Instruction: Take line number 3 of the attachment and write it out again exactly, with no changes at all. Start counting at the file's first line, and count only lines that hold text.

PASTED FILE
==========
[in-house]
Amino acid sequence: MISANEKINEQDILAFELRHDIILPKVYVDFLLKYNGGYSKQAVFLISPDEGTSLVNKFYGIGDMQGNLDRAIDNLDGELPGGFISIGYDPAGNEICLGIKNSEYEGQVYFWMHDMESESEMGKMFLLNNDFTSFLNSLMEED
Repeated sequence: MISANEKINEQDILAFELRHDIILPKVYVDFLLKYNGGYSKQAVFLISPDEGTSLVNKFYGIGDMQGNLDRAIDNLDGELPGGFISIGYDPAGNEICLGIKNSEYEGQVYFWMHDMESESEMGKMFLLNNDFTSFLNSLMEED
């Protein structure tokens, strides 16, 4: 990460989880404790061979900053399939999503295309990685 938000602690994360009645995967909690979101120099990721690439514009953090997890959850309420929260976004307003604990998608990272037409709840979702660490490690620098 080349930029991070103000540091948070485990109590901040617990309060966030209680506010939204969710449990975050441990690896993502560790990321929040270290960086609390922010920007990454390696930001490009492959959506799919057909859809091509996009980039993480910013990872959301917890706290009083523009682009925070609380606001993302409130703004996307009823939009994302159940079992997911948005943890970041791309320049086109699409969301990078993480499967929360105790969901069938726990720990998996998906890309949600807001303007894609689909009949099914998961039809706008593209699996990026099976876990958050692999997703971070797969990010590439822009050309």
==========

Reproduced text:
Repeated sequence: MISANEKINEQDILAFELRHDIILPKVYVDFLLKYNGGYSKQAVFLISPDEGTSLVNKFYGIGDMQGNLDRAIDNLDGELPGGFISIGYDPAGNEICLGIKNSEYEGQVYFWMHDMESESEMGKMFLLNNDFTSFLNSLMEED